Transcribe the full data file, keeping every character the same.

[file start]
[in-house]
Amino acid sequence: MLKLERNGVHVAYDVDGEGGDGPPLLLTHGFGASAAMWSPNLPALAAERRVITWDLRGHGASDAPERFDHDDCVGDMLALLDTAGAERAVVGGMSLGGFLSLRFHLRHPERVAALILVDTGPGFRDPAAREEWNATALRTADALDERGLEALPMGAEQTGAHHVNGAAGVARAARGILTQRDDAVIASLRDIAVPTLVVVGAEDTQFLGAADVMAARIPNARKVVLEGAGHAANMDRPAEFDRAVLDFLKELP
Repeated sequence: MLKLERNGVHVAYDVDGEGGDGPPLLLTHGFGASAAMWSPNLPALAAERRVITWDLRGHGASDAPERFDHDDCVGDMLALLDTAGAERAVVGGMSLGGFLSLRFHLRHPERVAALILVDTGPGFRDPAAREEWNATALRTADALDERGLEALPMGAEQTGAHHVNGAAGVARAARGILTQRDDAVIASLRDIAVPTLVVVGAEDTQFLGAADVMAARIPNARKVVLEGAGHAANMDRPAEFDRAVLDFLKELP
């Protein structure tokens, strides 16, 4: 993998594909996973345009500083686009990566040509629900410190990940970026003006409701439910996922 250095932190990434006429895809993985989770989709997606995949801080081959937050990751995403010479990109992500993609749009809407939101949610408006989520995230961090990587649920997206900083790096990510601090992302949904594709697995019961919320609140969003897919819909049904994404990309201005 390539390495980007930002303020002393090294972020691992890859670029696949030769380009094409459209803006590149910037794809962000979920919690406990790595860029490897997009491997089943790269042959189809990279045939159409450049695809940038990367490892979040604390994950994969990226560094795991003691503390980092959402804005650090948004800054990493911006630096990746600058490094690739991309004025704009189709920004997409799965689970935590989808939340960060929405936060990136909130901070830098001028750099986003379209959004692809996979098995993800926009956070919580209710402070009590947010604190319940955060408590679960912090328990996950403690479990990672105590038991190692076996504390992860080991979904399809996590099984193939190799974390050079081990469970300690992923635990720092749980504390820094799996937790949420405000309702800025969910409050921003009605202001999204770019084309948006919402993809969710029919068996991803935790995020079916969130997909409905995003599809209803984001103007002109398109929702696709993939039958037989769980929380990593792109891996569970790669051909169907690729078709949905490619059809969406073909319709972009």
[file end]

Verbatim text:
[in-house]
Amino acid sequence: MLKLERNGVHVAYDVDGEGGDGPPLLLTHGFGASAAMWSPNLPALAAERRVITWDLRGHGASDAPERFDHDDCVGDMLALLDTAGAERAVVGGMSLGGFLSLRFHLRHPERVAALILVDTGPGFRDPAAREEWNATALRTADALDERGLEALPMGAEQTGAHHVNGAAGVARAARGILTQRDDAVIASLRDIAVPTLVVVGAEDTQFLGAADVMAARIPNARKVVLEGAGHAANMDRPAEFDRAVLDFLKELP
Repeated sequence: MLKLERNGVHVAYDVDGEGGDGPPLLLTHGFGASAAMWSPNLPALAAERRVITWDLRGHGASDAPERFDHDDCVGDMLALLDTAGAERAVVGGMSLGGFLSLRFHLRHPERVAALILVDTGPGFRDPAAREEWNATALRTADALDERGLEALPMGAEQTGAHHVNGAAGVARAARGILTQRDDAVIASLRDIAVPTLVVVGAEDTQFLGAADVMAARIPNARKVVLEGAGHAANMDRPAEFDRAVLDFLKELP
């Protein structure tokens, strides 16, 4: 993998594909996973345009500083686009990566040509629900410190990940970026003006409701439910996922 250095932190990434006429895809993985989770989709997606995949801080081959937050990751995403010479990109992500993609749009809407939101949610408006989520995230961090990587649920997206900083790096990510601090992302949904594709697995019961919320609140969003897919819909049904994404990309201005 390539390495980007930002303020002393090294972020691992890859670029696949030769380009094409459209803006590149910037794809962000979920919690406990790595860029490897997009491997089943790269042959189809990279045939159409450049695809940038990367490892979040604390994950994969990226560094795991003691503390980092959402804005650090948004800054990493911006630096990746600058490094690739991309004025704009189709920004997409799965689970935590989808939340960060929405936060990136909130901070830098001028750099986003379209959004692809996979098995993800926009956070919580209710402070009590947010604190319940955060408590679960912090328990996950403690479990990672105590038991190692076996504390992860080991979904399809996590099984193939190799974390050079081990469970300690992923635990720092749980504390820094799996937790949420405000309702800025969910409050921003009605202001999204770019084309948006919402993809969710029919068996991803935790995020079916969130997909409905995003599809209803984001103007002109398109929702696709993939039958037989769980929380990593792109891996569970790669051909169907690729078709949905490619059809969406073909319709972009």